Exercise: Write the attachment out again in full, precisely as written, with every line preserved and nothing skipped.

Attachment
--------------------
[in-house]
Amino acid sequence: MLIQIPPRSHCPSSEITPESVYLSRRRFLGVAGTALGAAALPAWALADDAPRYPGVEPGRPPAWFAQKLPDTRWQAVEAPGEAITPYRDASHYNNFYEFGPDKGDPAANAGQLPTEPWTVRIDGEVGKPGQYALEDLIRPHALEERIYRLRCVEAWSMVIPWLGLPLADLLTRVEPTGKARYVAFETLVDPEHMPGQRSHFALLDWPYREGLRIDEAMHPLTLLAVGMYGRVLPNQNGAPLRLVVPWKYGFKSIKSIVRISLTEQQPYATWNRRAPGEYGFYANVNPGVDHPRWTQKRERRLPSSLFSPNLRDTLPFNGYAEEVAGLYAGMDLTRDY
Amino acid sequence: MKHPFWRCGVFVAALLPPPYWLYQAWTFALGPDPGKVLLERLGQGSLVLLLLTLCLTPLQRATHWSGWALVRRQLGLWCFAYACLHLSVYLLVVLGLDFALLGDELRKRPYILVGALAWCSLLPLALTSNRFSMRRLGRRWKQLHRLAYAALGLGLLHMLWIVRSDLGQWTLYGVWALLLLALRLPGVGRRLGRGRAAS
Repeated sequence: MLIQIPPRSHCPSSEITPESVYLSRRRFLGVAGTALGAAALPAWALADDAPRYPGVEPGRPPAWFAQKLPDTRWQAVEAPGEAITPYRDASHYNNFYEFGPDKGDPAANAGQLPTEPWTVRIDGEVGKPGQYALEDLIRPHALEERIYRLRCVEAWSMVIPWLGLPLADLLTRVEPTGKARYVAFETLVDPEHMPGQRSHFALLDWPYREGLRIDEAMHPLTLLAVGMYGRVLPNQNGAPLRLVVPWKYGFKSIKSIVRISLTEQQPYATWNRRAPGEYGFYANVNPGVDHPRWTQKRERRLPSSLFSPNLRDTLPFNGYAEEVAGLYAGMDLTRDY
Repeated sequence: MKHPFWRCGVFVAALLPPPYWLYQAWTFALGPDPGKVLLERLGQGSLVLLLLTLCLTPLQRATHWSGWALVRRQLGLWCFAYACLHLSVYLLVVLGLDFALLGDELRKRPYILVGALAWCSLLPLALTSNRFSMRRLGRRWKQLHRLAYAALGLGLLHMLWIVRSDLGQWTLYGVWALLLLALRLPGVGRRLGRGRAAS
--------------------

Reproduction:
[in-house]
Amino acid sequence: MLIQIPPRSHCPSSEITPESVYLSRRRFLGVAGTALGAAALPAWALADDAPRYPGVEPGRPPAWFAQKLPDTRWQAVEAPGEAITPYRDASHYNNFYEFGPDKGDPAANAGQLPTEPWTVRIDGEVGKPGQYALEDLIRPHALEERIYRLRCVEAWSMVIPWLGLPLADLLTRVEPTGKARYVAFETLVDPEHMPGQRSHFALLDWPYREGLRIDEAMHPLTLLAVGMYGRVLPNQNGAPLRLVVPWKYGFKSIKSIVRISLTEQQPYATWNRRAPGEYGFYANVNPGVDHPRWTQKRERRLPSSLFSPNLRDTLPFNGYAEEVAGLYAGMDLTRDY
Amino acid sequence: MKHPFWRCGVFVAALLPPPYWLYQAWTFALGPDPGKVLLERLGQGSLVLLLLTLCLTPLQRATHWSGWALVRRQLGLWCFAYACLHLSVYLLVVLGLDFALLGDELRKRPYILVGALAWCSLLPLALTSNRFSMRRLGRRWKQLHRLAYAALGLGLLHMLWIVRSDLGQWTLYGVWALLLLALRLPGVGRRLGRGRAAS
Repeated sequence: MLIQIPPRSHCPSSEITPESVYLSRRRFLGVAGTALGAAALPAWALADDAPRYPGVEPGRPPAWFAQKLPDTRWQAVEAPGEAITPYRDASHYNNFYEFGPDKGDPAANAGQLPTEPWTVRIDGEVGKPGQYALEDLIRPHALEERIYRLRCVEAWSMVIPWLGLPLADLLTRVEPTGKARYVAFETLVDPEHMPGQRSHFALLDWPYREGLRIDEAMHPLTLLAVGMYGRVLPNQNGAPLRLVVPWKYGFKSIKSIVRISLTEQQPYATWNRRAPGEYGFYANVNPGVDHPRWTQKRERRLPSSLFSPNLRDTLPFNGYAEEVAGLYAGMDLTRDY
Repeated sequence: MKHPFWRCGVFVAALLPPPYWLYQAWTFALGPDPGKVLLERLGQGSLVLLLLTLCLTPLQRATHWSGWALVRRQLGLWCFAYACLHLSVYLLVVLGLDFALLGDELRKRPYILVGALAWCSLLPLALTSNRFSMRRLGRRWKQLHRLAYAALGLGLLHMLWIVRSDLGQWTLYGVWALLLLALRLPGVGRRLGRGRAAS